Drugs make WW II a lot easier to get. How did those huge armies fight so long and so hard, when people these days are so weak? Cuz, among other things, they were high, dude. In fact, I never understood how either side could have stood up to the misery of a battle like Stalingrad until I found out that every damn soldier on both sides was high on speed. Once you know that, Stalingrad is a whole lot easier to understand. If you’d given my construction-site boss Don a submachinegun and told him to hold our construction site to the death—and supplied him with enough meth for the duration—he’d have been all for it.

And that’s how the Eastern Front was fought: ten million insane speed freaks blasting each other at close range in frozen fields and blownup cities. I bet they didn’t even feel it when they were hit, because I once saw Don, toward the end of the day, smash his own hand with the framing ax. He hunched over, didn’t yell, went to his truck and came back in five minutes totally fine with it, sniffing a lot and talking real fast. It was easy enough to figure out what his magic pain reliever was. The rest of the week he worked with just a dirty bandana around the cut in his hand, till they threatened to fire him if he didn’t go to a doctor on the weekend.

The Nazi version of speed was called Pervitin, and when you read letters from German soldiers on the Eastern Front most of them are full of urgent requests for the stuff. Weird to think about guys writing home to Mom and Dad asking for Meth, but those were different times, and there was nothing hippie-dippie about Pervitin. It was a good, healthy work drug, just what Germans like, just what you need when you’ve been ordered to hold an untenable position to the death, in the middle of a Russian winter. For me and you, that might not seem like fun, but when I remember Don, I can see what a kick it must have been, as long as the Pervitin held out. But man, what a Monday morning it must have been when von Paulus’s guys were rounded up and marched to Soviet camps where the ration was one bowl of gruel per day if you were lucky—and no Pervitin, ever. “Bummer, man.”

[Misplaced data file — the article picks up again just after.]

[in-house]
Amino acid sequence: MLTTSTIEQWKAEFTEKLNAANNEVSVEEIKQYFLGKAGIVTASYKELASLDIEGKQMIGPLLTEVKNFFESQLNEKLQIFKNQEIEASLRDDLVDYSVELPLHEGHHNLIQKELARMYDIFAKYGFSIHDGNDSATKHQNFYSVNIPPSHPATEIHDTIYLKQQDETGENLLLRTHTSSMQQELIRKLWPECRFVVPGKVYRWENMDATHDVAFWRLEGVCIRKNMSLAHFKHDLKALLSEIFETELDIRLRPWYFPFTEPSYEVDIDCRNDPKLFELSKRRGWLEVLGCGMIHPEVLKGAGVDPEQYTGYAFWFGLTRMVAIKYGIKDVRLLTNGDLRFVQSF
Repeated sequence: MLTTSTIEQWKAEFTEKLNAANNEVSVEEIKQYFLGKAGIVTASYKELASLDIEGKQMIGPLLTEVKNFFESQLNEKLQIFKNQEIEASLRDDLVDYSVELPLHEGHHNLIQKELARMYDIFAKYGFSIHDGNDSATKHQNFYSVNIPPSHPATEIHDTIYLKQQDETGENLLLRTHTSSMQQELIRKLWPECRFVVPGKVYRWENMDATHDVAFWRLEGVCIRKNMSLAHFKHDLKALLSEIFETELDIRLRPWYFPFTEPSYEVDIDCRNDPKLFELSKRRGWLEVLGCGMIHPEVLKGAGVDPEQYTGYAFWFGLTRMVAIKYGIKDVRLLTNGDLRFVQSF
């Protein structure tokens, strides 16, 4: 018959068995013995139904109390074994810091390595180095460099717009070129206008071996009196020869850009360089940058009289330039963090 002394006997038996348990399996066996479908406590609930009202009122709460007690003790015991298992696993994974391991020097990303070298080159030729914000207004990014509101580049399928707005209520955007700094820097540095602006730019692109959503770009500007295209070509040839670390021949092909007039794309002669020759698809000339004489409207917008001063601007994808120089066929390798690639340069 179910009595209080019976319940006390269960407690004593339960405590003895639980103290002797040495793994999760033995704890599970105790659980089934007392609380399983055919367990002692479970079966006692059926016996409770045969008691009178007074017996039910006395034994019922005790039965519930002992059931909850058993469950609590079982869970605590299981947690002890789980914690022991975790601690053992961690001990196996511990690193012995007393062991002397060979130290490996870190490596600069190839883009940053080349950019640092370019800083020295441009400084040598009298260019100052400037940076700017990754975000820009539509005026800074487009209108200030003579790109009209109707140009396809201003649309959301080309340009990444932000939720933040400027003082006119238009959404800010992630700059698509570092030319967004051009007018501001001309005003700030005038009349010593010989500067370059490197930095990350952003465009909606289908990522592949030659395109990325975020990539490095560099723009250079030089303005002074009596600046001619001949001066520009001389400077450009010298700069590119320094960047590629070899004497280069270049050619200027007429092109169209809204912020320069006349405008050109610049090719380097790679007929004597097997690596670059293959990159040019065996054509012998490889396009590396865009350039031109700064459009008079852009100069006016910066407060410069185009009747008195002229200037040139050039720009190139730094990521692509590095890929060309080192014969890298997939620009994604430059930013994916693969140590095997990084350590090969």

And if the Japs were handing out speed LIKE candy, the Wehrmacht was literally handing it out AS candy. That’s right—I love this, it’s such a cute little cuckoo-clock touch—the Wehrmacht had special speed-fortified chocolate bars for pilots and tankers, called “flyer’s chocolate” and “tanker’s chocolate.” I wonder what those candy bars looked like—little cartoon figures of happy pilots waving from their Me-109s, grinning away with big pupils and chocolate stains on their jumpsuits, while they strafed refugee columns.